Remote learning stories: Hannah Seidel finds a way through video for dance students to learn teaching

Zoe Lionas teaches a virtual class.
Zoe Lionas teaches a virtual class.
Image Credit: Courtesy photo
Zoe Lionas teaches a virtual class.
Zoe Lionas teaches a virtual class.
Image Credit: Courtesy photo

One of the key assignments for Hannah Seidel's dance pedagogy class is having her students teach at a dance studio in the community.

Developing a lesson plan and teaching people they haven't worked with before especially hones communication skills along with other capabilities, said Seidel, assistant professor of dance.

When the COVID-19 pandemic scuttled plans to teach in the community, Seidel tapped her contacts to find a way for her students to instead teach a lesson over video. Seidel was able to find dancers who were excited for the opportunity to have Seidel's students teach them.

They worked over Zoom when they could, Seidel said. When live streaming wasn't an option, Seidel's students recorded themselves teaching and exchanged the video with their own students.

Besides the obvious adjustments, lessons were dictated by how much space teacher and student could clear, Seidel said. She observed interactions where her student looked for the best opportunity virtually to provide feedback, a challenge since so much of teaching dance is about reading the feeling in the room.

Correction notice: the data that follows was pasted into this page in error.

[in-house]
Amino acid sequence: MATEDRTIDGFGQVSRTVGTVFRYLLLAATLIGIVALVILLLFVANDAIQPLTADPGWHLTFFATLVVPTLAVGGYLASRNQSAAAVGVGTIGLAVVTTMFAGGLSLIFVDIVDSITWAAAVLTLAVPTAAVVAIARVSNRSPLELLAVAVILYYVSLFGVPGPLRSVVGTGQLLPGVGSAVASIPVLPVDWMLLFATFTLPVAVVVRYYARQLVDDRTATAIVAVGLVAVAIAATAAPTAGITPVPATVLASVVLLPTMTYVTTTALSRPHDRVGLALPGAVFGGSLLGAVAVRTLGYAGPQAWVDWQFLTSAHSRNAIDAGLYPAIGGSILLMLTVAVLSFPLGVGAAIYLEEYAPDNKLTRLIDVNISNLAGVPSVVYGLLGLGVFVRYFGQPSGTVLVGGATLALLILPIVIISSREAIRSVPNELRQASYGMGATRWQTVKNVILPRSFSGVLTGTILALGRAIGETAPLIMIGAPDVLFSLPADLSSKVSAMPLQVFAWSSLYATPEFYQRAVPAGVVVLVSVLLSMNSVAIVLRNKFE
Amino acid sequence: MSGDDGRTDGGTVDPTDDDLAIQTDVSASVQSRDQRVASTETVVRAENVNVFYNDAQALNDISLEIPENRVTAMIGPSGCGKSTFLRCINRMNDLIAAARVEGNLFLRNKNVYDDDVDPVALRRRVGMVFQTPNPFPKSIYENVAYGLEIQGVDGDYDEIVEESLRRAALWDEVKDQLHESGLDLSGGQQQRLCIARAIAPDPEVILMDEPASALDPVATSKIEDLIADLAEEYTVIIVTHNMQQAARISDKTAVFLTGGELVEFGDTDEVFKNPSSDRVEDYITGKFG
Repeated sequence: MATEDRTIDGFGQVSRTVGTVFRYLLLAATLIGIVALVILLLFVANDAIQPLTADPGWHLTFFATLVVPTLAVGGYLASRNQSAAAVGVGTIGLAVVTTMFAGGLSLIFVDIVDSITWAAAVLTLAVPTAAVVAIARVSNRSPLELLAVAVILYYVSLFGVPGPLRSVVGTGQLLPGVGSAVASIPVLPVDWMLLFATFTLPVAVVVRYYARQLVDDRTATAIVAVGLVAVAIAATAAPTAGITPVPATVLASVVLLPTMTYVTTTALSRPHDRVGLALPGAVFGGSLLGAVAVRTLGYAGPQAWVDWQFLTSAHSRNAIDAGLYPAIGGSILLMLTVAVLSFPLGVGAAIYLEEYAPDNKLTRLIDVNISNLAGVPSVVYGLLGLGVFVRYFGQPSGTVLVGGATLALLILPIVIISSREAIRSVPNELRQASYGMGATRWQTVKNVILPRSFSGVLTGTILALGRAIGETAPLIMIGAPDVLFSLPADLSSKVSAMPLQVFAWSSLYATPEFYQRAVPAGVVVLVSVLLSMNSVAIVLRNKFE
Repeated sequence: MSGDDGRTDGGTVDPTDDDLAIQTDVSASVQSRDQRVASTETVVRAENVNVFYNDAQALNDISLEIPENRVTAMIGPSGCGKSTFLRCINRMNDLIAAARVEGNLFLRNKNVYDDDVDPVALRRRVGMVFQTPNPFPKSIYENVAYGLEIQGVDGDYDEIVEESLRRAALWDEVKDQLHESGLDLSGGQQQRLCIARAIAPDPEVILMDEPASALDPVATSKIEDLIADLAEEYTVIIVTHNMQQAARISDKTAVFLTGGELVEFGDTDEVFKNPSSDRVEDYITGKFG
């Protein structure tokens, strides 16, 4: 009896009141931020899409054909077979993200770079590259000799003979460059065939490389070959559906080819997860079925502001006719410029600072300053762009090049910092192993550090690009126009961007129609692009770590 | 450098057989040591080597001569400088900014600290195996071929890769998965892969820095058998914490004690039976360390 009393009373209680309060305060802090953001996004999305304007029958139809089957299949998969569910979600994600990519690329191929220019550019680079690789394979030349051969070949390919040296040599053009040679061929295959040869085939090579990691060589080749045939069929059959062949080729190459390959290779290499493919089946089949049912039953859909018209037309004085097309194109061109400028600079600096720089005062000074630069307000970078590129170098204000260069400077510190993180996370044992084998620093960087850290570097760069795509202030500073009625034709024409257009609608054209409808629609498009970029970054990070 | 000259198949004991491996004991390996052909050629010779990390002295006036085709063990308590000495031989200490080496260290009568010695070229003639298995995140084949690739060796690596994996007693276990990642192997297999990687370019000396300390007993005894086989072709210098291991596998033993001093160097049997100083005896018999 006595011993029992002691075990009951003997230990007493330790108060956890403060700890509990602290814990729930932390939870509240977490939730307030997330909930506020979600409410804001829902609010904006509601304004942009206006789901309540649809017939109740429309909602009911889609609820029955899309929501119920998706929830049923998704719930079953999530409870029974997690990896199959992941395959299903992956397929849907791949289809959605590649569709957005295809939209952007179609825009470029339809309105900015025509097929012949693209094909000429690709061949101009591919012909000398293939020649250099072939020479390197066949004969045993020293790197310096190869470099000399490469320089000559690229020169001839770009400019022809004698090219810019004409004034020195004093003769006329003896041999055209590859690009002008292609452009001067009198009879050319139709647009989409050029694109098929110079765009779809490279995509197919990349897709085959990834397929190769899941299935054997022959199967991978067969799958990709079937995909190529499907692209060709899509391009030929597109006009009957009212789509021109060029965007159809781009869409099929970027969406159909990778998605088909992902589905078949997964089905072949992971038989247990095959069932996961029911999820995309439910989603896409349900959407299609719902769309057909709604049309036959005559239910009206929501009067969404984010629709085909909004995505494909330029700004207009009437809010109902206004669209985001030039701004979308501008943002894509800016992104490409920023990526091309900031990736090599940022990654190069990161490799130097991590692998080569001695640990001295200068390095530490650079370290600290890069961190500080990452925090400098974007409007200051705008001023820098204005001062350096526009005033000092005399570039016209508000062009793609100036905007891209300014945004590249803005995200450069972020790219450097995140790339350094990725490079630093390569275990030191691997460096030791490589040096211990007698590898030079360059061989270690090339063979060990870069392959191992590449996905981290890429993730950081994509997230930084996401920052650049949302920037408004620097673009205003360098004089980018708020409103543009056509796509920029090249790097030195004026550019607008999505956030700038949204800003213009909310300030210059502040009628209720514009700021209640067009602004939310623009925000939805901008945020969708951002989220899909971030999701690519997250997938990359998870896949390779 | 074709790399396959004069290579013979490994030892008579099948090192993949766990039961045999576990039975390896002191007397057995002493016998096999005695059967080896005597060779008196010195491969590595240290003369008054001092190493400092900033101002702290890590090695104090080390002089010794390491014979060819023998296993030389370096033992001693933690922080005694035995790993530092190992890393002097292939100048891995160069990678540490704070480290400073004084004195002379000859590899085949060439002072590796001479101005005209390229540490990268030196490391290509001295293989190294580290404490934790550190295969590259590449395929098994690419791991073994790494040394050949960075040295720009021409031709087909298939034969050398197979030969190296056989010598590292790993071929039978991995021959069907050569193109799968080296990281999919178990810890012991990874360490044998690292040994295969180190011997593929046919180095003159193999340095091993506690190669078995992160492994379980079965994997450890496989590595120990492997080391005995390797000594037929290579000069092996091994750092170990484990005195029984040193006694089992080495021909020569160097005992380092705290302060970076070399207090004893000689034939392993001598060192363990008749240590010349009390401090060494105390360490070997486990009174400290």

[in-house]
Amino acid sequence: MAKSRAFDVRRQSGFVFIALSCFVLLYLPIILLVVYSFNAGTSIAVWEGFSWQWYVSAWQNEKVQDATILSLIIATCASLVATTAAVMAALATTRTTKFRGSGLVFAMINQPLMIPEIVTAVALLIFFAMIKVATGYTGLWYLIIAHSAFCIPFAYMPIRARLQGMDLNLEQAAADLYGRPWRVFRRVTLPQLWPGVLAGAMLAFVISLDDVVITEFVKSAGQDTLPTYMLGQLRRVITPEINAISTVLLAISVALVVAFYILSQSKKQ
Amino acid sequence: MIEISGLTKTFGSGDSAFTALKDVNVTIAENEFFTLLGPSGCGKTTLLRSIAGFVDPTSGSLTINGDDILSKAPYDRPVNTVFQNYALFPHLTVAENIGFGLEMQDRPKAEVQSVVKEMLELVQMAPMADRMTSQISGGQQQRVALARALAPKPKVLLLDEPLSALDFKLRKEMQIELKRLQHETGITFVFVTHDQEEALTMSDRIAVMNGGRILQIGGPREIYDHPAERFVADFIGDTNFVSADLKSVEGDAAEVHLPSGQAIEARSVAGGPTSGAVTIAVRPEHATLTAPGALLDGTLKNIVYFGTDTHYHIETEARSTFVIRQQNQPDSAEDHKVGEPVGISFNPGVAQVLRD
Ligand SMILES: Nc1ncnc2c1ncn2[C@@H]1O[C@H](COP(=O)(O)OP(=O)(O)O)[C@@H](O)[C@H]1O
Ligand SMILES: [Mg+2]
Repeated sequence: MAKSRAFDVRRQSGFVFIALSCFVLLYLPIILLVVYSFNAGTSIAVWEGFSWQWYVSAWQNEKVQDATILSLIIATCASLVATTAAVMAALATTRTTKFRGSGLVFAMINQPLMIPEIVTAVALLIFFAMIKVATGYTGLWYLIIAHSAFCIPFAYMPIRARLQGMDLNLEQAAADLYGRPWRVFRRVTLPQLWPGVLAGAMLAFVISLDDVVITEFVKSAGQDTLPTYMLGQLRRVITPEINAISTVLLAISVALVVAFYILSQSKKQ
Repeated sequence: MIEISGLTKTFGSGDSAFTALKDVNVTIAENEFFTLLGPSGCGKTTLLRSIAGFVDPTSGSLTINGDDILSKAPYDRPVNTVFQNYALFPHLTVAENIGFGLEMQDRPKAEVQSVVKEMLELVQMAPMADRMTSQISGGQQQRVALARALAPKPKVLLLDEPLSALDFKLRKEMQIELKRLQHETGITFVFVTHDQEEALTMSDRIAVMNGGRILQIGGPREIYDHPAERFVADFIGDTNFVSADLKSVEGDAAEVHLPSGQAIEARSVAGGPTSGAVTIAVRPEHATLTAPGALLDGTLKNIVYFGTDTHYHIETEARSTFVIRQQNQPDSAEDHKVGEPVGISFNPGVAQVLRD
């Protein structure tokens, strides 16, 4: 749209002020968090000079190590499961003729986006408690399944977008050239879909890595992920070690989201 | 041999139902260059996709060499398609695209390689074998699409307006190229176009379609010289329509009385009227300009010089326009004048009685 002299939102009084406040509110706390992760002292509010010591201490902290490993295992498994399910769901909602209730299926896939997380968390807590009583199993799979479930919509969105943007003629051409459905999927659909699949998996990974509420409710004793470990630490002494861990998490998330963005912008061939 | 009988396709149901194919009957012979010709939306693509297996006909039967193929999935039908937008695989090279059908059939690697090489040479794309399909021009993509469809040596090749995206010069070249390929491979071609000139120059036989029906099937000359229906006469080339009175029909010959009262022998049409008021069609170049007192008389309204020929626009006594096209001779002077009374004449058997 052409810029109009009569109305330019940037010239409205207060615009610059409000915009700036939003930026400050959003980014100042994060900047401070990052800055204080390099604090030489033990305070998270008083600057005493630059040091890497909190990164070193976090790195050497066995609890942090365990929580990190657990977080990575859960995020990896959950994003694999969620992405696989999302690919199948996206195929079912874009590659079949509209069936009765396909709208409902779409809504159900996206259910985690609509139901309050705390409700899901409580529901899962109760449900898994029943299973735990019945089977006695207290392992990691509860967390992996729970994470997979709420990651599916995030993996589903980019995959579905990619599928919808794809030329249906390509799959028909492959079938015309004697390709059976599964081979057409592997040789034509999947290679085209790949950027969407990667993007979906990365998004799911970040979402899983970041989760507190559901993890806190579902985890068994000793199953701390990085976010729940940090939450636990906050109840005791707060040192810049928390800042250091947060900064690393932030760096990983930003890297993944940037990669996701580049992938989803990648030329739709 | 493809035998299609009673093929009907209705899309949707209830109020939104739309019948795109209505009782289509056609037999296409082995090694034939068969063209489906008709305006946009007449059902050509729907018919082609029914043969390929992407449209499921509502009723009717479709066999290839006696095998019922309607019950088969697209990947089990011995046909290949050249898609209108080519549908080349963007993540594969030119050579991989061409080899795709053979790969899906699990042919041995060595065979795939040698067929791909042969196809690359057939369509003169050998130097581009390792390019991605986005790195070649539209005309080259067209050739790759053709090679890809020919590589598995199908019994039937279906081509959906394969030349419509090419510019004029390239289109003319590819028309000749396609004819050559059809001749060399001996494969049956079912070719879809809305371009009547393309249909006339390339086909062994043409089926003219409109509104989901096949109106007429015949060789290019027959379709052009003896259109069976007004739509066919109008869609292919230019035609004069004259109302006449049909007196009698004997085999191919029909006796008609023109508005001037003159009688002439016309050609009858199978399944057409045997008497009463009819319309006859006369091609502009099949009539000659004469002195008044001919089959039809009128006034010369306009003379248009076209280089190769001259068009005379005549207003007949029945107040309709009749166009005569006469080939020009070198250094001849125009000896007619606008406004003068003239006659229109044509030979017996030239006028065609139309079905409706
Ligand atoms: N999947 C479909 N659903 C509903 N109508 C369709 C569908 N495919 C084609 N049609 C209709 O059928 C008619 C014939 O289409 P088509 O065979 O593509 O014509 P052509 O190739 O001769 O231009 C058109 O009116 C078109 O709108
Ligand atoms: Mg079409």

"I think it was still an effective experience," Seidel said. "These students are often trying to bring a lot of information together in real time, and communicating the combination of movement and underlying concepts and philosophies." 

One of Seidel's students, Zoe Lionas, was grateful that she had the opportunity to teach the virtual class. Her class involved teaching 12- and 14-year-old sisters modern contemporary dance.

She made some adjustments beforehand, such as providing the students a playlist ahead of time, which is generally not the practice with in-person classes, said Lionas, who is majoring in dance and allied health sciences.

Other adjustments were in the moment: Working with a video delay when trying to do counts, stepping back from the screen to demonstrate a move then sitting closely to observe, as well as providing feedback.

"The only feedback I could give is verbal and it's sometimes harder to use words," Lionas said. "For dancers you want to be able to move someone's body to teach the proper technique. Dance is more about the experience and it's hard to tell if they're getting the experience you want them to get when I can only see the steps."

To try to replicate that experience virtually, Lionas asked her students to reflect on an activity and how their body reacted. Lionas said the students provided positive feedback at the end, telling her they learned new and challenging techniques and that they appreciated the discussions throughout class.

To Lionas, even with technological opportunities to teach dance remotely, the in-person human connection will remain essential to the dance experience.

"Even when you just watch a dance video, you miss so much more than when you are sitting in the theater watching it," Lionas said.